U.S. Secretary of Education Arne Duncan is under doctor's orders to reduce his public schedule this summer.
Former Massachusetts Gov. Mitt Romney, a proponent of charter schools and performance-based pay for teachers, announced he's seeking the Republican nomination for president.
After about two years on the job, Kevin Jennings, assistant deputy secretary for safe and drug-free schools, is leaving.
Rep. John Kline, the Minnesota Republican who is the chairman of the House Education and the Workforce Committee, says he will not meet Education Secretary Arne Duncan's "arbitrary" August deadline for reauthorizing ESEA.
Groups representing South Carolina's school boards and administrators say they'll happily compete for a share of the $200 million in new federal money if their state chief refuses to play.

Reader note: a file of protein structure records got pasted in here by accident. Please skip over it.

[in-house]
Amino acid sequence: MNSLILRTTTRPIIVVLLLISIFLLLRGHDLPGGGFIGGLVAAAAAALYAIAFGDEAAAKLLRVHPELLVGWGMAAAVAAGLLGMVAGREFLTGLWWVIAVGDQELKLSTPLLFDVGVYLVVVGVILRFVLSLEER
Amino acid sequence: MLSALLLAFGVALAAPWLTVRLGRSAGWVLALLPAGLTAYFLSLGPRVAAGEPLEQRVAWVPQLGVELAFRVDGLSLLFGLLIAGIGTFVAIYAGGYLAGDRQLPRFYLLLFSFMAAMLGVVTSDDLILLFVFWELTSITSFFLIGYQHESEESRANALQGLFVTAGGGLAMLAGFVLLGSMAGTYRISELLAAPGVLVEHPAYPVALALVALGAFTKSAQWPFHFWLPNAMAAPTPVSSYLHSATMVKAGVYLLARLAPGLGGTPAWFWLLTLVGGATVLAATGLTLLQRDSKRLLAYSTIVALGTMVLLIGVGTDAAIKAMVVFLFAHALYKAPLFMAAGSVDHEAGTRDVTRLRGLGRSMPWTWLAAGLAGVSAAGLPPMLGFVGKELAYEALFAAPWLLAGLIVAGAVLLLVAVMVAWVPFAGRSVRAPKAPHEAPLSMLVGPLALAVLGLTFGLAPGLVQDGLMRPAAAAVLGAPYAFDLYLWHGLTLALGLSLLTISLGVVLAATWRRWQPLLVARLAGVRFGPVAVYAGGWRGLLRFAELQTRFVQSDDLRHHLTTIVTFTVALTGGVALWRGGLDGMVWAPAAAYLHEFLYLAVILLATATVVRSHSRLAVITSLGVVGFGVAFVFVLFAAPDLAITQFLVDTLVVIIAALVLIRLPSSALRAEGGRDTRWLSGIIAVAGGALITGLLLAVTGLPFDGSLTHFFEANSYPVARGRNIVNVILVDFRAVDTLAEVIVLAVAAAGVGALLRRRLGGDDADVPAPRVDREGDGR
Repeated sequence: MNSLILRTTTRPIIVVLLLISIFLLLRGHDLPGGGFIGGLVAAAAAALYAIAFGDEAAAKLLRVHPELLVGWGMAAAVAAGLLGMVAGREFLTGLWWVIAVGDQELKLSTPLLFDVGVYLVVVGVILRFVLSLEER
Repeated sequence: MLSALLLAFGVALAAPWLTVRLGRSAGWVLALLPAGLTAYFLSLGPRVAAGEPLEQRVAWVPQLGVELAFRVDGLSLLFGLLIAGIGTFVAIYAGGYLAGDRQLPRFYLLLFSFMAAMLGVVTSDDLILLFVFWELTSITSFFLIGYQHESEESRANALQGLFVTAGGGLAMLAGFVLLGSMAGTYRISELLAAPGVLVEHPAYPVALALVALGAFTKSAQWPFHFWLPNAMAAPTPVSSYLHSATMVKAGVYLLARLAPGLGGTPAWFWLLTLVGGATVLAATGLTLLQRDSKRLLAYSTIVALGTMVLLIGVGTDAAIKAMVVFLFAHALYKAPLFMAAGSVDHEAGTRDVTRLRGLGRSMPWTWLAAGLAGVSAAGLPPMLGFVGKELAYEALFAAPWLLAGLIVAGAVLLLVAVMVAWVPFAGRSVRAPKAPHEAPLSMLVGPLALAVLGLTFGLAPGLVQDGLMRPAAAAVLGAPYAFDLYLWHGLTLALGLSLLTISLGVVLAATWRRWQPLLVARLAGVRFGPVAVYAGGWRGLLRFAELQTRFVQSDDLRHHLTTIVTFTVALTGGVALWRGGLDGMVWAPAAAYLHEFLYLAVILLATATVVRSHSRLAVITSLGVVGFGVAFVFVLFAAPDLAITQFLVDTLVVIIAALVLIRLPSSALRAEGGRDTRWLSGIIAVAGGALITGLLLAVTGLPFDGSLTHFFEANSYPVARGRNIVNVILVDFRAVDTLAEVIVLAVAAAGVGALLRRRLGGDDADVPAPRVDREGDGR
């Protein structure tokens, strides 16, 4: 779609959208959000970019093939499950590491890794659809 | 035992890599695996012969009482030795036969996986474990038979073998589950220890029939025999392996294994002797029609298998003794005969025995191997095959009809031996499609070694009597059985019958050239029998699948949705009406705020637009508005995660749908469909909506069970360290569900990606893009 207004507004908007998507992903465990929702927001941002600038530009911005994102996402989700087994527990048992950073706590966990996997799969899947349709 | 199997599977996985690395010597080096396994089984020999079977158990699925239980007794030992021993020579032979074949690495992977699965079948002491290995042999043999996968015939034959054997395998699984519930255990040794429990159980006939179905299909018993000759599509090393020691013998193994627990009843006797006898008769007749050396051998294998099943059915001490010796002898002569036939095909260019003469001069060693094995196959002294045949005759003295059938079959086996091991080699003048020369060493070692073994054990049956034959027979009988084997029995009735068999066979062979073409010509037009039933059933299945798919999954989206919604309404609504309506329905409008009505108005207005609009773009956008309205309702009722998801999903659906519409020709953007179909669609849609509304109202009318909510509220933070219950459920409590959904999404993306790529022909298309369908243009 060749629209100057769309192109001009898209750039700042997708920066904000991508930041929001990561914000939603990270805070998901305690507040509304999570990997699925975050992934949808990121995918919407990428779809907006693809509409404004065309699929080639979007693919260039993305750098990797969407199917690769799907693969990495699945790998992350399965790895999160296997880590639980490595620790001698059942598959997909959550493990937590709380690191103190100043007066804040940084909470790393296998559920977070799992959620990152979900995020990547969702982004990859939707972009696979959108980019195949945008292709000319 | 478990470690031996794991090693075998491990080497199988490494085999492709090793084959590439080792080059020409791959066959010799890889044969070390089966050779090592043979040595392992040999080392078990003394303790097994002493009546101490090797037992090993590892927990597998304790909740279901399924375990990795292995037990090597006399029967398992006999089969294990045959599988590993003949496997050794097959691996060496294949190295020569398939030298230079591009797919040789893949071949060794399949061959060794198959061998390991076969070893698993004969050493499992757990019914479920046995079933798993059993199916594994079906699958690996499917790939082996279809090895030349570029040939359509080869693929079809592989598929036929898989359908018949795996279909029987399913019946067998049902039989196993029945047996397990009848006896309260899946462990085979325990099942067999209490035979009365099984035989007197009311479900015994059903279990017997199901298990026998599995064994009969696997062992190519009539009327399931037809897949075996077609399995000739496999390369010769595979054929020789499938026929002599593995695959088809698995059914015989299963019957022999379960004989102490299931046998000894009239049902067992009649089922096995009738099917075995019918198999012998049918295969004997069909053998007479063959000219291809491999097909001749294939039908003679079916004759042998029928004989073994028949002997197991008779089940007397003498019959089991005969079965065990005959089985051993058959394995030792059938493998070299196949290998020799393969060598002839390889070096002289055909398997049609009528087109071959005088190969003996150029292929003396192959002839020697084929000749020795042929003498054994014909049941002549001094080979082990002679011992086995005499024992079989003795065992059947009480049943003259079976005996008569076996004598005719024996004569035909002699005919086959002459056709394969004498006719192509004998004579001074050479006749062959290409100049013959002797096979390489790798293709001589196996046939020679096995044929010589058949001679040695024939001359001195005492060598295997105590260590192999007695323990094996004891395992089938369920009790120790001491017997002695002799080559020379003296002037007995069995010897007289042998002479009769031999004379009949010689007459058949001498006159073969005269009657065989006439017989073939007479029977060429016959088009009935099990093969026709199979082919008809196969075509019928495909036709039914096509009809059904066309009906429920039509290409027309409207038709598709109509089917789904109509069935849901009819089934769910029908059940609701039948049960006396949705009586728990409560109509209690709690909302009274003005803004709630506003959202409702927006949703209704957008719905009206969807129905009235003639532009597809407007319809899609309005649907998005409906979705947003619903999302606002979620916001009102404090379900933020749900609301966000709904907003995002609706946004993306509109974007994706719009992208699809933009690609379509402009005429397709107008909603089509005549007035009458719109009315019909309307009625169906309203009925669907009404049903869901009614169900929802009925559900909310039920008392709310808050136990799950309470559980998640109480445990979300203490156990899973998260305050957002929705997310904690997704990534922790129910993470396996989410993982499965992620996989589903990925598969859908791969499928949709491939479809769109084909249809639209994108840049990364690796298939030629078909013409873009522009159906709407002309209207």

As lawmakers gear up to reauthorize the Elementary and Secondary Education Act, one question is what will happen to the free tutoring programs schools are required to offer if they fail to meet the law's achievement targets.
Some of the nine Race to the Top runners-up from last year aren't too sure about Education Secretary Arne Duncan's offer to split $200 million to implement small pieces of their original plans.
The House education panel approves a measure that would eliminate programs the committee sees as duplicative or not the right role for the federal government.
South Carolina Superintendent of Education Mick Zais said "no thanks" today to the new $200 million Race to the Top contest for the 9 high-scoring states that didn't win last year.
The nine states that lost last year's Race to the Top competition are eligible to compete again for grants ranging from $10 million to $50 million.